Honestly, I’ve had this conversation with clients so many times that I’m beginning to sound like a broken record.
I end up working on a project that needs a better communication strategy, and after diving into the project, we end up in a place where I suggest that we hire a copywriter. Most of the time, it seems like I get one of three responses:
- That sounds great; let’s do it.
- No, I don’t want to spend the money. I’ll just write the content. or
- No, I understand my business better than anyone else. I should write it.
It’s these last two that frustrate me. First of all, they won’t get it done and, as a result, the project will stall out – fact! How many times has this happened to you?
It's happened to me so many times that we’ve had to build in language to our proposals that covers what happens if a project goes stagnant for too long.
What it comes down to is that the copy doesn’t get written because our client doesn’t know how to write. If we graduated high school, we know how to write at a basic level. We draft emails every day. We write proposals and letters. What the client doesn’t realize is that they don’t have a writing issue; they have a communication issue.
They struggle to get the copy done because they simply don’t know how to communicate in written form all that passion about their business that lives inside of them and their company. And so, like all things uncomfortable, it gets put off.
To overcome those inevitable client writing-related delays, here are the ways that I address the common “no” responses. Hopefully, you will find this helpful, especially you copywriters out there …
No, I don’t want to spend the money. I will just write the content myself.
To dispel this “no,” I will first give them examples of other clients who went down this path and how they delayed the launch of their website or project, and as a result, how it cost them much more money in lost opportunity. I sort of dangle that new shiny designed object out in front of them and convince them that they will get the carrot earlier if they just trust me.
The second part of this conversation is to give them an overview of how the process works. We have this false expectation that our client understands design or photography or copywriting. As if it’s their job to do our job. I inform them that the copywriter will first get a full download from me about the project, that I will send things to the copywriter to read about the business and industry, that the copywriter will call the business owner and conduct an interview, and that the copywriter will send over an initial draft for review and that changes can be made before we launch. I then remind the business owner that during this whole process, when all this background work is going on, they will be freed up to bring in new customers, run their companies, sell more widgets, etc.
If you can get into the mind of the business owner and talk about things that are important to them, you will have a better chance of selling this ever-important part of a project. Design will make things look right, but if the messaging is off, the project won’t achieve it’s objective. Sorry, fellow designers, it’s the truth.
No, I understand my business better than anyone else, so I should write it.
This second “no” is the one I get most often. Convincing a business owner that he is too close to his business is sometimes the hardest challenge of them all. To combat this, I first respond by pointing out how understanding a business so well can be a negative when trying to communicate something to prospects. Your prospect doesn’t understand your business, and they shouldn’t have to in order to buy.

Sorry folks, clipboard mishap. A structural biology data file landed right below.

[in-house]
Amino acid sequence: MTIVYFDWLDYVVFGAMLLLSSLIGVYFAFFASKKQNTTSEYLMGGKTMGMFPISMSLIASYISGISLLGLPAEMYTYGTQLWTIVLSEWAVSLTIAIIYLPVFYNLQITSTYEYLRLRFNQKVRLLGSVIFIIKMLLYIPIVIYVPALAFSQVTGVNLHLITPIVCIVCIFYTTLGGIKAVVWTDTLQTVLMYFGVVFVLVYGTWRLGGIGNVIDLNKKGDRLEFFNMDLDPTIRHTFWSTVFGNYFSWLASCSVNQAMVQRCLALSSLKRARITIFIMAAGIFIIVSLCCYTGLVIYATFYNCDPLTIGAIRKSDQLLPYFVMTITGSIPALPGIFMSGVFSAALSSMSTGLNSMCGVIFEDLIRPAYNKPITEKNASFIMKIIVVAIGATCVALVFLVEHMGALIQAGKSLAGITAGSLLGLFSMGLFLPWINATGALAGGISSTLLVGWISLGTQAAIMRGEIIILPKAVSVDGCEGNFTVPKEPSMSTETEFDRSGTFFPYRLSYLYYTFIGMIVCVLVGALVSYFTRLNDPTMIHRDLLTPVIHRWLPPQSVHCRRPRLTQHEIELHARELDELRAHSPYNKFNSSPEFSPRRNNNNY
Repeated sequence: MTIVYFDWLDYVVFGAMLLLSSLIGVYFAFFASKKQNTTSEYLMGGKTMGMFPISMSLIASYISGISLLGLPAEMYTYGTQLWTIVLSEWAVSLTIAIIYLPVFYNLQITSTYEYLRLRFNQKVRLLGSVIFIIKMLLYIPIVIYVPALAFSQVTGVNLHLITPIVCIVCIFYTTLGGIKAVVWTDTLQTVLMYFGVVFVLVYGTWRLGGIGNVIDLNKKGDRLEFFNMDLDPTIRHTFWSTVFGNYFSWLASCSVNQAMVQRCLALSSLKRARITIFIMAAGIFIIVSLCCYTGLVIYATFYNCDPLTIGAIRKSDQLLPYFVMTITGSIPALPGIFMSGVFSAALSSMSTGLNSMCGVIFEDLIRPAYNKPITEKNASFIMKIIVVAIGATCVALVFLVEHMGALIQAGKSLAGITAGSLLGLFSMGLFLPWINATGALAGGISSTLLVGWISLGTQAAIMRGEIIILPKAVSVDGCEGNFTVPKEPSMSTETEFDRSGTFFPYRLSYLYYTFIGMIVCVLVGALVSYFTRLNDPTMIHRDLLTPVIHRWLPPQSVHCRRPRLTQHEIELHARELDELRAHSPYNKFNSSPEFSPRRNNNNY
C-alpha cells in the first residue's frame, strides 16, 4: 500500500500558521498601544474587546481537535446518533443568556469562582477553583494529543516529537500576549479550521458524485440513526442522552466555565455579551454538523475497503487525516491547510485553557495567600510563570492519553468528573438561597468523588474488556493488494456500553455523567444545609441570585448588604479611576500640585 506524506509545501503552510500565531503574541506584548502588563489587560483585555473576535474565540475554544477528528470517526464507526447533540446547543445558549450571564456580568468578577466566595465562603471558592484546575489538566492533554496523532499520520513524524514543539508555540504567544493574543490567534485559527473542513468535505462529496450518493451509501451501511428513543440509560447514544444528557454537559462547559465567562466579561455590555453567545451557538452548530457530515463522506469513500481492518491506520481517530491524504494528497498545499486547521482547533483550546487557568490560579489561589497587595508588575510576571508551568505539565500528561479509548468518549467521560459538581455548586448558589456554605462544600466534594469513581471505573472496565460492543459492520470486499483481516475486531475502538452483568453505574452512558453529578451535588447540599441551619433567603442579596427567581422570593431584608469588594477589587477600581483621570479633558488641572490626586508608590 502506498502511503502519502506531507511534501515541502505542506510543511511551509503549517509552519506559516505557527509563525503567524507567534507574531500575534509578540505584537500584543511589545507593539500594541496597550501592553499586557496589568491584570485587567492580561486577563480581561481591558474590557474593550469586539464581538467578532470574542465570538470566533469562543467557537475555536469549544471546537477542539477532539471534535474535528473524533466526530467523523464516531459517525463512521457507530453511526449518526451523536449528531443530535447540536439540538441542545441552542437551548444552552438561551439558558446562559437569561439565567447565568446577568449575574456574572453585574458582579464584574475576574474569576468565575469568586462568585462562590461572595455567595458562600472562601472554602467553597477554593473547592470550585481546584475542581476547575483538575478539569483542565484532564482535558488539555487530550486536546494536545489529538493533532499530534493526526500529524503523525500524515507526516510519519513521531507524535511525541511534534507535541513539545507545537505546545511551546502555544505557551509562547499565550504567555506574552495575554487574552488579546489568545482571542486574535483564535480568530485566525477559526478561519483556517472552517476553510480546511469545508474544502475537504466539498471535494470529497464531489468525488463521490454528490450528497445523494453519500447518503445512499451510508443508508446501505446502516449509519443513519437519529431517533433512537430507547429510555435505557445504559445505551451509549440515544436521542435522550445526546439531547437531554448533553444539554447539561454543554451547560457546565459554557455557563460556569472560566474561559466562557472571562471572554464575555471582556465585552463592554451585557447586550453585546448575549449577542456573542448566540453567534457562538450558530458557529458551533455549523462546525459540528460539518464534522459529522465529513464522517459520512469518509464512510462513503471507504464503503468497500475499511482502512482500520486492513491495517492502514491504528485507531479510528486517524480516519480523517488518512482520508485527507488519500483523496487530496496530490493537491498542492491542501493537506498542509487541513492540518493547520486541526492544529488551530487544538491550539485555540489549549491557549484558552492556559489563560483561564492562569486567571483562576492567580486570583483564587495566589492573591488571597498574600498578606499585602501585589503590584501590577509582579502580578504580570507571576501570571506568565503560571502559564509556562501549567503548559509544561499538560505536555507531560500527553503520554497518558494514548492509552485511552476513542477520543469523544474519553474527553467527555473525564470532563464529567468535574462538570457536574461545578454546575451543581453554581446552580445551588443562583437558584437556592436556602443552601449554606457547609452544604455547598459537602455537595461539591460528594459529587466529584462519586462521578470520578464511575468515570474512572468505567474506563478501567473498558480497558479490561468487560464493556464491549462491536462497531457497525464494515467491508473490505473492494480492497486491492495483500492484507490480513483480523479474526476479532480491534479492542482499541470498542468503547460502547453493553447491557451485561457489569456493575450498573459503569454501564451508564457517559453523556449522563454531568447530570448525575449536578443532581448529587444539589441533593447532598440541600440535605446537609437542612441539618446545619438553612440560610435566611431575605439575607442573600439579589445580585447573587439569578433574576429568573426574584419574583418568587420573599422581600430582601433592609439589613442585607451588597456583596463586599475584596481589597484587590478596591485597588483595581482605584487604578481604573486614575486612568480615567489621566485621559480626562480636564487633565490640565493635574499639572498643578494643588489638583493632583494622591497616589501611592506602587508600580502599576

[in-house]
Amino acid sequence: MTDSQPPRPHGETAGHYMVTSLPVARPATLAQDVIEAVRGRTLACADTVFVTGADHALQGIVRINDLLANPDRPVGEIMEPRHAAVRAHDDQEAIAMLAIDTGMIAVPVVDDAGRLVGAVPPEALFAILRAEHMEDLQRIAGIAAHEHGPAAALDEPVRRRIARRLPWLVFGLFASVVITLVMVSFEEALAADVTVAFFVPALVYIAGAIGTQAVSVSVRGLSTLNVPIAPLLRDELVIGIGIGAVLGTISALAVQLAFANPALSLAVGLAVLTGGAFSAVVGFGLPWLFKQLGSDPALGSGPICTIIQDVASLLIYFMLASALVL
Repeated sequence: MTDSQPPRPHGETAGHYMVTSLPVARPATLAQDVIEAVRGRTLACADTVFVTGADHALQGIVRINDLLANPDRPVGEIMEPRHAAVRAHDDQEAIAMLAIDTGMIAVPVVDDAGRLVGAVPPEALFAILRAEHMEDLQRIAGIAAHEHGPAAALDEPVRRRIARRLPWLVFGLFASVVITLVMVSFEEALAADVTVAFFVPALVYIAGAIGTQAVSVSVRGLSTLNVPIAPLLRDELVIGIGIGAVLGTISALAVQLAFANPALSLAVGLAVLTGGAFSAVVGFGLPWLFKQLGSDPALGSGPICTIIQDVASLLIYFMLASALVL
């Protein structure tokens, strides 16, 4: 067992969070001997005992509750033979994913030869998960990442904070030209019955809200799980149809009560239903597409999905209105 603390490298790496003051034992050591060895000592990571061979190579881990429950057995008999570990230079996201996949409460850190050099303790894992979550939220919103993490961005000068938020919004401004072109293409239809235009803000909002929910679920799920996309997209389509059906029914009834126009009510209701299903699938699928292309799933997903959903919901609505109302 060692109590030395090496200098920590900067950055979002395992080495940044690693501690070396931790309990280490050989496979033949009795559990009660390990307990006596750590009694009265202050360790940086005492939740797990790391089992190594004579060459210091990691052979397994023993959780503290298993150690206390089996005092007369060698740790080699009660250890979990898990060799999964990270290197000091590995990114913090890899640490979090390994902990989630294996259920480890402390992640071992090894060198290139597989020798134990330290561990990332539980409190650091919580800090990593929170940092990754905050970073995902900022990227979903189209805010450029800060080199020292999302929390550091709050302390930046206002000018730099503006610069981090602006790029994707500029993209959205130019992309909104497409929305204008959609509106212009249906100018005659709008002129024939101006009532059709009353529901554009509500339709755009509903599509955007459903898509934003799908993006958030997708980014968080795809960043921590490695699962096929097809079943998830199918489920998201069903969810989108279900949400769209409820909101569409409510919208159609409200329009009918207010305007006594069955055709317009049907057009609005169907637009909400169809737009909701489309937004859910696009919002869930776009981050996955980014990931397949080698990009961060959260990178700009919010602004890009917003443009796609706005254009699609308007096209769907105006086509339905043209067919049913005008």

An outside writer is closer to your customer in mindset and therefore will create content that is simple and easy to grasp. One of my writers calls this “inside baseball.” Don’t talk about inside baseball to me as a prospect; those things about your widget or company are for you to know and do. What about me the prospect, the consumer? Do you care about my needs?
All I see in business writing is companies talking about themselves in the tone of their industry. I sort of love working in an industry where I don’t know anything. In most cases, I’m closer to the mind of the consumer and can easily find what the pain points are. Having a copywriter that doesn’t know your business, Mr. Owner, will make sure that we speak in terms your prospect will understand. Don’t look at your competitors and what they are saying; look at your prospects and decide what they are asking.
Having good copy is as important as having good design. It’s something that we as designers should bring to the table when we can because it shows we are more than just pixel pushers. We are helping the client grow their business and that makes us harder to replace than some online service.
And finally, just because someone can “write” doesn’t mean they can communicate well enough to get into the mind of the prospect. It’s almost like we need to get rid of the term “copywriter” and replace it with “communication specialist” or “prospect advocate.”
How have you sold writing services before or do you just let the client handle it? Have you faced other objections than the three I referenced above?
BTW: If you (as a designer) need copywriters as part of your network (or vice versa, or any other creative professional, for that matter), come mingle with other potential collaborators at the Creative Freelancer Conference. You can still sign up online and/or on site.